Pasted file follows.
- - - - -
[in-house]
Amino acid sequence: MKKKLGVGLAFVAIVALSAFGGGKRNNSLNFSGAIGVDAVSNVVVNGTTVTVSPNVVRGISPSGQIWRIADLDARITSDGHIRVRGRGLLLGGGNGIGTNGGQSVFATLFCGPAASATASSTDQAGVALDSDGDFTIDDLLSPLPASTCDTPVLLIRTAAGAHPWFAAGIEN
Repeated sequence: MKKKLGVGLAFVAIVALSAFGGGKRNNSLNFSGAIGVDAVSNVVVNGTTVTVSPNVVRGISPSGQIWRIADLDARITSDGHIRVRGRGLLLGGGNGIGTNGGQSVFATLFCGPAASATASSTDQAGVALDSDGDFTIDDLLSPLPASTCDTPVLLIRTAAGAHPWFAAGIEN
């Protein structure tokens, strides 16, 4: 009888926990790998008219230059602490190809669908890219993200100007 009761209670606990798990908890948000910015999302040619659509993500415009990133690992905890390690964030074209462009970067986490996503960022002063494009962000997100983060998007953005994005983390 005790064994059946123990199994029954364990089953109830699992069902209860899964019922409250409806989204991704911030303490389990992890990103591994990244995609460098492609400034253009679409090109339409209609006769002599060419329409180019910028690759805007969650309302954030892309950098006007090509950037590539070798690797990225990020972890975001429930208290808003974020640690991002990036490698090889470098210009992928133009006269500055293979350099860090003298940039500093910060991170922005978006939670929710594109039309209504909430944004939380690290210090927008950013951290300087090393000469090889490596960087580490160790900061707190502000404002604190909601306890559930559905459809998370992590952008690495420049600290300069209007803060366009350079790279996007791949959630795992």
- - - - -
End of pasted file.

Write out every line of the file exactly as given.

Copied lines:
[in-house]
Amino acid sequence: MKKKLGVGLAFVAIVALSAFGGGKRNNSLNFSGAIGVDAVSNVVVNGTTVTVSPNVVRGISPSGQIWRIADLDARITSDGHIRVRGRGLLLGGGNGIGTNGGQSVFATLFCGPAASATASSTDQAGVALDSDGDFTIDDLLSPLPASTCDTPVLLIRTAAGAHPWFAAGIEN
Repeated sequence: MKKKLGVGLAFVAIVALSAFGGGKRNNSLNFSGAIGVDAVSNVVVNGTTVTVSPNVVRGISPSGQIWRIADLDARITSDGHIRVRGRGLLLGGGNGIGTNGGQSVFATLFCGPAASATASSTDQAGVALDSDGDFTIDDLLSPLPASTCDTPVLLIRTAAGAHPWFAAGIEN
């Protein structure tokens, strides 16, 4: 009888926990790998008219230059602490190809669908890219993200100007 009761209670606990798990908890948000910015999302040619659509993500415009990133690992905890390690964030074209462009970067986490996503960022002063494009962000997100983060998007953005994005983390 005790064994059946123990199994029954364990089953109830699992069902209860899964019922409250409806989204991704911030303490389990992890990103591994990244995609460098492609400034253009679409090109339409209609006769002599060419329409180019910028690759805007969650309302954030892309950098006007090509950037590539070798690797990225990020972890975001429930208290808003974020640690991002990036490698090889470098210009992928133009006269500055293979350099860090003298940039500093910060991170922005978006939670929710594109039309209504909430944004939380690290210090927008950013951290300087090393000469090889490596960087580490160790900061707190502000404002604190909601306890559930559905459809998370992590952008690495420049600290300069209007803060366009350079790279996007791949959630795992």